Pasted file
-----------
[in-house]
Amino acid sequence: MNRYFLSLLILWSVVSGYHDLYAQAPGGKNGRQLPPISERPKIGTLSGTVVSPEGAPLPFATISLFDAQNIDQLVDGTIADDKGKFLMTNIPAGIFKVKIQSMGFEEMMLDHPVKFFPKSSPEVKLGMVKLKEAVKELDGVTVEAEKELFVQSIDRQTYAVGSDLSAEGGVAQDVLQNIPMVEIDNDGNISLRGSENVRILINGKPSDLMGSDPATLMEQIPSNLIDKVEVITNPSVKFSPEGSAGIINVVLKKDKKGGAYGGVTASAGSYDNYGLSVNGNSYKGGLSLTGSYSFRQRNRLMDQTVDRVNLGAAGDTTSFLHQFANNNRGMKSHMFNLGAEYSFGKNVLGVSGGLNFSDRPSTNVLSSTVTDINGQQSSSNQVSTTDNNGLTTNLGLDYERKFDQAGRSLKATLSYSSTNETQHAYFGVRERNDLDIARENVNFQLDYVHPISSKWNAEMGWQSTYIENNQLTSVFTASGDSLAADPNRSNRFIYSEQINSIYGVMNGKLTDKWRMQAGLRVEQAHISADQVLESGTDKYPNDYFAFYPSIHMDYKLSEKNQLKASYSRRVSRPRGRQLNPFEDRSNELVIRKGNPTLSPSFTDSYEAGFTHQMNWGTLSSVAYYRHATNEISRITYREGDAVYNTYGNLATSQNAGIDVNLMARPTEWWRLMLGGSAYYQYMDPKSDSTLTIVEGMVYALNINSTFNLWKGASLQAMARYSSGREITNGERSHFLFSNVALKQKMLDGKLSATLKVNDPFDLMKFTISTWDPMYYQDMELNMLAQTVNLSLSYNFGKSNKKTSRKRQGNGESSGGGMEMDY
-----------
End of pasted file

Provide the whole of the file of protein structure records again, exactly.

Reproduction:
[in-house]
Amino acid sequence: MNRYFLSLLILWSVVSGYHDLYAQAPGGKNGRQLPPISERPKIGTLSGTVVSPEGAPLPFATISLFDAQNIDQLVDGTIADDKGKFLMTNIPAGIFKVKIQSMGFEEMMLDHPVKFFPKSSPEVKLGMVKLKEAVKELDGVTVEAEKELFVQSIDRQTYAVGSDLSAEGGVAQDVLQNIPMVEIDNDGNISLRGSENVRILINGKPSDLMGSDPATLMEQIPSNLIDKVEVITNPSVKFSPEGSAGIINVVLKKDKKGGAYGGVTASAGSYDNYGLSVNGNSYKGGLSLTGSYSFRQRNRLMDQTVDRVNLGAAGDTTSFLHQFANNNRGMKSHMFNLGAEYSFGKNVLGVSGGLNFSDRPSTNVLSSTVTDINGQQSSSNQVSTTDNNGLTTNLGLDYERKFDQAGRSLKATLSYSSTNETQHAYFGVRERNDLDIARENVNFQLDYVHPISSKWNAEMGWQSTYIENNQLTSVFTASGDSLAADPNRSNRFIYSEQINSIYGVMNGKLTDKWRMQAGLRVEQAHISADQVLESGTDKYPNDYFAFYPSIHMDYKLSEKNQLKASYSRRVSRPRGRQLNPFEDRSNELVIRKGNPTLSPSFTDSYEAGFTHQMNWGTLSSVAYYRHATNEISRITYREGDAVYNTYGNLATSQNAGIDVNLMARPTEWWRLMLGGSAYYQYMDPKSDSTLTIVEGMVYALNINSTFNLWKGASLQAMARYSSGREITNGERSHFLFSNVALKQKMLDGKLSATLKVNDPFDLMKFTISTWDPMYYQDMELNMLAQTVNLSLSYNFGKSNKKTSRKRQGNGESSGGGMEMDY